A Notable Shift

I have been reading Carl Trueman’s book, Reformation: Yesterday, Today and Tomorrow. Trueman notes a shift in societal thought that I believe deserves some attention. Why? This thinking has also infiltrated the church! Trueman wrote:

…expectations from life have shifted very dramatically in the last forty years or so in a direction which has brought us to the point where the theology of the cross is more explicitly opposed to what goes on in society than at any other point in recent history.

The change has been mapped by sociologists who argue that, in the past, individuals conceived of their purpose in life in more social terms. For example, one worked for the good of society as a whole, or one worked to provide a stable home and environment for one’s children. The goal of existence was considered to lie outside oneself, in creating a state of affairs which would benefit others. For a variety of reasons, this situation has changed dramatically with respect to the generations which have come to maturity in the sixties and beyond. Then the perspective moved from what one might broadly categorize as social responsibility in all its forms to self-fulfillment. The game of life now is not so much to work for the greater good of society or even of the family but for the happiness of oneself. We must be self-fulfilled before we give ourselves in any way to others. (emphasis mine)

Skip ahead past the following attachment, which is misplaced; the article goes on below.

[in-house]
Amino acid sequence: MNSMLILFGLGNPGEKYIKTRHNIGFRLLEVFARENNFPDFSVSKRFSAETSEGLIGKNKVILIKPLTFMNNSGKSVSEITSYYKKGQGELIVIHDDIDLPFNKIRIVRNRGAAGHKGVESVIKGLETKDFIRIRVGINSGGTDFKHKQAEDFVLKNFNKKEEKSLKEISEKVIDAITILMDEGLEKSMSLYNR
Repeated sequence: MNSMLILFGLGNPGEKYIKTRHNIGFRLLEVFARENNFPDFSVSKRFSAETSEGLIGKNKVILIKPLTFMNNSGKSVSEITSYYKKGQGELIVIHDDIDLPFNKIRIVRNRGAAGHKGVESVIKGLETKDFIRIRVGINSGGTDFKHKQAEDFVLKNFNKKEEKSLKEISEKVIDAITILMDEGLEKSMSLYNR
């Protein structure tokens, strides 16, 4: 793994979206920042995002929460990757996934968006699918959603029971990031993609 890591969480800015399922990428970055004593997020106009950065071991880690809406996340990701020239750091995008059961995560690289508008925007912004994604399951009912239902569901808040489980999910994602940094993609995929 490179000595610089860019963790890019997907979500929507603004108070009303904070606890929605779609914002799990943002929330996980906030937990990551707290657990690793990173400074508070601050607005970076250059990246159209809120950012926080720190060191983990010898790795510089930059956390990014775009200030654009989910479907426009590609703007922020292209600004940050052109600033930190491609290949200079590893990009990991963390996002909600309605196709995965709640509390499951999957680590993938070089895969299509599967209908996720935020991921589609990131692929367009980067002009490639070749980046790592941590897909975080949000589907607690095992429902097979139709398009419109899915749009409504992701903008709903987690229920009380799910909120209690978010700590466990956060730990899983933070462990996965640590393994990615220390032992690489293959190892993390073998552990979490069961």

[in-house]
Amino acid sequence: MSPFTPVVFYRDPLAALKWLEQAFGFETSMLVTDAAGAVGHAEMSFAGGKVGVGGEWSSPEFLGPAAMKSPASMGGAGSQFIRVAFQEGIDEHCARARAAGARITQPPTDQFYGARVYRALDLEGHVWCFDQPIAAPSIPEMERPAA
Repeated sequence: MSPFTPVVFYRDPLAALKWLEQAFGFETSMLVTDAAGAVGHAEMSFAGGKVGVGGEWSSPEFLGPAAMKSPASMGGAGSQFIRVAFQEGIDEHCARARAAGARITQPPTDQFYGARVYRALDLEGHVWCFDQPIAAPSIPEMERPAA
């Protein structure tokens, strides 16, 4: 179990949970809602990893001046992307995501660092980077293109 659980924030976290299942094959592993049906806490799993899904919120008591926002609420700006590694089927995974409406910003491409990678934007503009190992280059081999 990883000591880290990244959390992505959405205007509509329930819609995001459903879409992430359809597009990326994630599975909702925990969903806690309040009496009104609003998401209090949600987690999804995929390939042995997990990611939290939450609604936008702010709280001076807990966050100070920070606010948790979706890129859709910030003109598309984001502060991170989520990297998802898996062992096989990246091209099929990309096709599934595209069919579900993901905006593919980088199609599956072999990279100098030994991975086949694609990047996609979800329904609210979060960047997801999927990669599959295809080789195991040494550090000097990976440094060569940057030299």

The drive of self-fulfillment is anti-gospel and as Trueman points out, Luther’s answer would have been to look to the cross. Luther was opposed to what he called “a theology of glory” and said the answer was “a theology of the cross”. In short, the theology of the cross is the understanding that God brought ultimate victory through the cross which involved humility, suffering, and seeming defeat. If Christ saved His own through such means, should they not expect to experience a cross-shaped life?

Therefore, if our families and churches are going to look anything like what we see in scripture, we are going to need a robust theology of the cross. The majority of my personal grievances in the home and the church, as well as those I hear from others, are focused on self and personal preferences. What is the answer? A theology of the cross! As we saw in last week’s post, the gospel produces humility and humility enables us to put others first. Will that involve sacrifice and suffering? Yes, it probably will, but when we look to the cross we understand that God often works this way. Are we saved through our suffering and sacrifice? No, we are saved completely by the work of Christ alone! However, Christ’s work on our behalf frees us to consider others before ourselves (Phil 2:3).

About Pastor Matt

Matt Baker is the Pastor of Redeemer Fellowship Church.
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